Friday, April 23, 2010
Each night I look at my short and long screens. I have found that, and this has been pretty common for some months now, short setups tend to break up, not down. Or they will start to breakdown and squeeze hard over the next few days. This is not the type of action you want if you're considering a short trade for more then a few hours. In fact this is the only reason that I have continued to take long trades even though it seemed on several occasions the market was ready to correct.
Even if I knew the market was going to go down tomorrow I would not attempt to short for more then a day. The bulls just have too much power right now to warrant the risk/reward. The short side will be no different then the long side eventually. You will see plenty of setups and evidence that it is working.
On the long side I continue to trade. I do not want to get caught over invested. If the market keeps rising I will participate as a swing trader. Most of the stocks I'd like to own are just too extended to take long term positions.
Questions, comments, and suggestions always welcome.
Monday, April 19, 2010
Comments and Questions Always Welcome.
Saturday, April 17, 2010
Friday, April 16, 2010
Thursday, April 15, 2010
Wednesday, April 14, 2010
So then why wait you ask? I found overtime that it is easier to deal with missed profits then with lost profits. If you're sitting in cash and waiting for the pullback and are ready to pull the trigger, it will be easier to do so. If you're invested and have to sit through a pullback, even though you may understand it is normal, your EMOTIONS DO NOT. They will force you to run for the exits just as you should be ready to add more.
I continue to swing trade this market and protect my profits and risk vigilantly. I do not want to get or be fully invested just when the sellers and buyers decide enough is enough. Stay patient and don't let those emotions get the best of you.
Comments always welcome...
Monday, April 12, 2010
So what if you've sat this one out? About the only thing you can do at this time is to take multi day swing trades and patiently wait for the next pullback opportunity. Is it possible this market just keeps going...sure. But you will get rotation amongst the leaders pulling back to their 20 or 50 dma's. Otherwise the risk is too high to enter the majority of stocks at this point to hold for an investment.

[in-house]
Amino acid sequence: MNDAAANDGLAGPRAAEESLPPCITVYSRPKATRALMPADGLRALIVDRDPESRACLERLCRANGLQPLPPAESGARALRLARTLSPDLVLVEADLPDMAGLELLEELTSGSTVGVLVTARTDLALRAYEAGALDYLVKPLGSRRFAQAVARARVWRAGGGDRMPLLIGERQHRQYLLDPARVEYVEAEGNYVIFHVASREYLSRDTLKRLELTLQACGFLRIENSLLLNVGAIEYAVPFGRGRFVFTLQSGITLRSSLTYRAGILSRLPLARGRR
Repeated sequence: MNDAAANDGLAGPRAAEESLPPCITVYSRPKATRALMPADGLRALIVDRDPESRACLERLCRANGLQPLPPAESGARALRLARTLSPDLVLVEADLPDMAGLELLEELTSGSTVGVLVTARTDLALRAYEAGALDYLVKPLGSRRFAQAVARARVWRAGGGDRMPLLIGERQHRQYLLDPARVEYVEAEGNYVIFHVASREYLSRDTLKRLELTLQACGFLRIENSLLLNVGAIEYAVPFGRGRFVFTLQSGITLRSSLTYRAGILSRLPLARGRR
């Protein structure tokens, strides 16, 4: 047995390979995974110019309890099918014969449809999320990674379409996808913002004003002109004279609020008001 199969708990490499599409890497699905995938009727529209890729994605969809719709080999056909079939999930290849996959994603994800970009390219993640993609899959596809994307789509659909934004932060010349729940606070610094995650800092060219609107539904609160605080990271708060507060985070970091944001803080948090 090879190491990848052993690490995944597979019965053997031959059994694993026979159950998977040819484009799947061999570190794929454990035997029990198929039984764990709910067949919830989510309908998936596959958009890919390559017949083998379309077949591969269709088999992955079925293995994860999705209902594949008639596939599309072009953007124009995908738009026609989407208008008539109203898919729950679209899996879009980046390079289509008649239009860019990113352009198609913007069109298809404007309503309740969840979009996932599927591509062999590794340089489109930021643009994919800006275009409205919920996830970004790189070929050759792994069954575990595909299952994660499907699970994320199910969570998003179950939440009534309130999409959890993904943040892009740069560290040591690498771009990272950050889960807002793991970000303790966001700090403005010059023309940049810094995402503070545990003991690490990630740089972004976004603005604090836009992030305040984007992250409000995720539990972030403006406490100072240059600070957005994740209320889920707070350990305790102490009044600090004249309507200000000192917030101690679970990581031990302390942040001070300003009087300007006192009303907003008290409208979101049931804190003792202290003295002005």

Unless we're going climactic, I can almost promise that you will get a chance to buy most of the leaders that have been moving higher at or near current prices after the next pullback. Except you won't have to sit through the eventual pullback. Now the only question is, will the next pullback be buyable? Only time will tell. I do know one thing, it will be at the worst moment when the best opportunities will present themselves.
Monday, April 05, 2010
If you've been following my tweets, you know that I've been quite cautious with this rally most of the time. But, 2 weeks ago it seemed the market could sit around and consolidate into a new strong move, but that doesn't seem to be the case as of this weekend. I do expect the current tightness to resolve to the upside first, but would not be surprised to see sellers come in within the next week or two, if not few days. So there could be big trading gains to be had, but they need to be protected. So why the change of stance?
- Low volume - leading stock have been drifting higher in low volume for the past few weeks. Some will argue that it was due to the upcoming holiday weekend, but I've found historically that that excuse tends to be more of a trap then a valid reason.
- New bases are either too wild, have extremely low relative strength, or very late stage. The argument here could be that new leadership is setting up, but you generally want new leadership to setup during corrections and pullbacks not while the market has already made a significant move from the lows, and the late nature of the other bases tends to be failure prone.
- Many leaders have exhibited mini climactic action. Keep in mind, climactic action is not always obvious on the charts. But pay attention if you're stock has had any type of unusually large spike on heavy volume that would be out of the norm for the stock.
- There have been a bunch of attempted breakouts that have come on low volume and others are failing or have failed pretty quickly.
- Markets and stocks have been acting extremely erratic intra-day. In many cases stocks are round tripping there moves 2 to 3 times a day. This type of action tends to be more indicative of distribution.
- Market is heading into overhead from the 2006 - 2008 rally. Again one can argue that it doesn't matter anymore because of the time that has passed. But, the market fell and then rose so fast, there might not have been enough time to shake out the weak hands. Usually such severe bear markets are followed by mild bear markets, and we did not get that this time. So there could still be a large overhang of supply (but this is just opinion).
- The rally off the recent lows has had very little participation from your traditional fundamentally strong stocks. Now sometimes it does take up to a month plus for stocks to get going, but the above points kind of invalidate that theory.
Right now my game plan is pretty simple. I won't defy the market. But I have tightened up my stocks and will take only the trades that do not risk my other profits. Any large out of the ordinary moves by my stocks will be a sign to sell not cheer.
I've been through these types of situation before. They generally do not end well when they stop. Especially with recent purchases. So take it one day at a time and be careful.